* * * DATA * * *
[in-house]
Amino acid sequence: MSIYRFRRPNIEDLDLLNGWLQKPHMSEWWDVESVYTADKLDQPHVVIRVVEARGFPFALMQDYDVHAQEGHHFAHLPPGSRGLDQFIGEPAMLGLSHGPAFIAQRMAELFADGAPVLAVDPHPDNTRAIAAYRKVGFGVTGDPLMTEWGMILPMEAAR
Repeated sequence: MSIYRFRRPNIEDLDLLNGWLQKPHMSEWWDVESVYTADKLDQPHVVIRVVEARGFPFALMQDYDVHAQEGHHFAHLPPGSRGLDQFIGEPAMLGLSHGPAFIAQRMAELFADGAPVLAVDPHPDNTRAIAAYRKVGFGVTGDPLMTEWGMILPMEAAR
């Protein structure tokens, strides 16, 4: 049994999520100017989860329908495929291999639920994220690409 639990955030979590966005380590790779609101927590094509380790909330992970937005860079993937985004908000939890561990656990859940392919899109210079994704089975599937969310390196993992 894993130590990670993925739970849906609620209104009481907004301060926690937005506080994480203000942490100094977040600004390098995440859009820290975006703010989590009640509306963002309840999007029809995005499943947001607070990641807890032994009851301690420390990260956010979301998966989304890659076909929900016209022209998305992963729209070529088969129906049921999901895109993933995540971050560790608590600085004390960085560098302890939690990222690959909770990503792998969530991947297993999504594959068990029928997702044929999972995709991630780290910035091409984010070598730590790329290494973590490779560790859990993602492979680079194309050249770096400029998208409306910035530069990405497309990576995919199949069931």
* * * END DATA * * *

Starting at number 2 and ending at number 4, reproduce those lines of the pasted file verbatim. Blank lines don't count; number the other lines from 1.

Amino acid sequence: MSIYRFRRPNIEDLDLLNGWLQKPHMSEWWDVESVYTADKLDQPHVVIRVVEARGFPFALMQDYDVHAQEGHHFAHLPPGSRGLDQFIGEPAMLGLSHGPAFIAQRMAELFADGAPVLAVDPHPDNTRAIAAYRKVGFGVTGDPLMTEWGMILPMEAAR
Repeated sequence: MSIYRFRRPNIEDLDLLNGWLQKPHMSEWWDVESVYTADKLDQPHVVIRVVEARGFPFALMQDYDVHAQEGHHFAHLPPGSRGLDQFIGEPAMLGLSHGPAFIAQRMAELFADGAPVLAVDPHPDNTRAIAAYRKVGFGVTGDPLMTEWGMILPMEAAR
């Protein structure tokens, strides 16, 4: 049994999520100017989860329908495929291999639920994220690409 639990955030979590966005380590790779609101927590094509380790909330992970937005860079993937985004908000939890561990656990859940392919899109210079994704089975599937969310390196993992 894993130590990670993925739970849906609620209104009481907004301060926690937005506080994480203000942490100094977040600004390098995440859009820290975006703010989590009640509306963002309840999007029809995005499943947001607070990641807890032994009851301690420390990260956010979301998966989304890659076909929900016209022209998305992963729209070529088969129906049921999901895109993933995540971050560790608590600085004390960085560098302890939690990222690959909770990503792998969530991947297993999504594959068990029928997702044929999972995709991630780290910035091409984010070598730590790329290494973590490779560790859990993602492979680079194309050249770096400029998208409306910035530069990405497309990576995919199949069931």